• It is understood that the steps shown in process 300 of FIG. 3 are merely illustrative and that existing steps may be modified or omitted, additional steps may be added, and the order of certain steps may be altered.
  • Further Description of FIGS. 1-3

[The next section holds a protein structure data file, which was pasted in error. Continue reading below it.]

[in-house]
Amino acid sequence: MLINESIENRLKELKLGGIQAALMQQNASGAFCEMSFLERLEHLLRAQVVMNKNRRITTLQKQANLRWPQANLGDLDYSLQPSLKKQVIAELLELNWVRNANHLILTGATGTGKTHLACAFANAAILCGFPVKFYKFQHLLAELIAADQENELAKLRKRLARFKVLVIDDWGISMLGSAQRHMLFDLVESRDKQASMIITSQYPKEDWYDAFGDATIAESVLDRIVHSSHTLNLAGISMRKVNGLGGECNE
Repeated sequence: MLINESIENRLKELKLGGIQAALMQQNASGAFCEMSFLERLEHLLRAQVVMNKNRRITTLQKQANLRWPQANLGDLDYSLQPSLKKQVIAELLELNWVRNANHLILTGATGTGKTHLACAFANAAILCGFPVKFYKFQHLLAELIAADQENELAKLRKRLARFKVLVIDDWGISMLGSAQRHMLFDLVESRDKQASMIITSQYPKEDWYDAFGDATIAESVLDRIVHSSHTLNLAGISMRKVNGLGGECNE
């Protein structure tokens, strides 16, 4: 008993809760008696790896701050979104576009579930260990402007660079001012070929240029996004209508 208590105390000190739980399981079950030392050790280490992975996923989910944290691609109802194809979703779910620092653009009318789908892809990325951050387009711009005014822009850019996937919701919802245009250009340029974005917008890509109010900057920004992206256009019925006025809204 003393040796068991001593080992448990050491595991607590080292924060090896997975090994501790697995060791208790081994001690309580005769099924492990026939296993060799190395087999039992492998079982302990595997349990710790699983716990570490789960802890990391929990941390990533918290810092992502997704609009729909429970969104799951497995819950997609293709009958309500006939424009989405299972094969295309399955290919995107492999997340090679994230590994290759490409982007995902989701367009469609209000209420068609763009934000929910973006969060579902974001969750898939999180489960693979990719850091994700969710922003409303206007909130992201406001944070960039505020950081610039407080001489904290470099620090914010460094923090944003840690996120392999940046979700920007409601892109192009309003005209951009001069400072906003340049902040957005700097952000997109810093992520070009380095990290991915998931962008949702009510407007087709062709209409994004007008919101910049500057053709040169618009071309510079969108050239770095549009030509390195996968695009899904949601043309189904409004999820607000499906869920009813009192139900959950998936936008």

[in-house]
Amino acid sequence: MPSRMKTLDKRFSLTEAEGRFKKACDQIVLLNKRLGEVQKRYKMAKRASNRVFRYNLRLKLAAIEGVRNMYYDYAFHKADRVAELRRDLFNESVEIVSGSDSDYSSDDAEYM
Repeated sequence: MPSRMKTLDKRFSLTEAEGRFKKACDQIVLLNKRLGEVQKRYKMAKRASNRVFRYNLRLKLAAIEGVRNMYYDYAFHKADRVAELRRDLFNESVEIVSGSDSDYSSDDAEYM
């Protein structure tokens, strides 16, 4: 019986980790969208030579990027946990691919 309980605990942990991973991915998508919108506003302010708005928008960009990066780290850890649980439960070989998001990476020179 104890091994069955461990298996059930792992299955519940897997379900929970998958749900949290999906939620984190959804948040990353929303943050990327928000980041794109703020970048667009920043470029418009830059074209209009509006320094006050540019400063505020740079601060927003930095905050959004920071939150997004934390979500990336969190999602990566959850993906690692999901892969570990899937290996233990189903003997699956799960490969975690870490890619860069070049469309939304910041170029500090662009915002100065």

• It is also understood that a customer client subsystem 100 b may be operative as any suitable distributed ledger digital asset network subsystem (e.g., any subsystem 100 a) for sending or receiving any suitable distributed ledger digital asset and/or as any suitable fiat money asset network subsystem (e.g., any subsystem 100 c) for sending or receiving any suitable fiat money asset. Similarly, it is also understood that a merchant client subsystem 100 d may be operative as any suitable distributed ledger digital asset network subsystem (e.g., any subsystem 100 a) for sending or receiving any suitable distributed ledger digital asset and/or as any suitable fiat money asset network subsystem (e.g., any subsystem 100 c) for sending or receiving any suitable fiat money asset.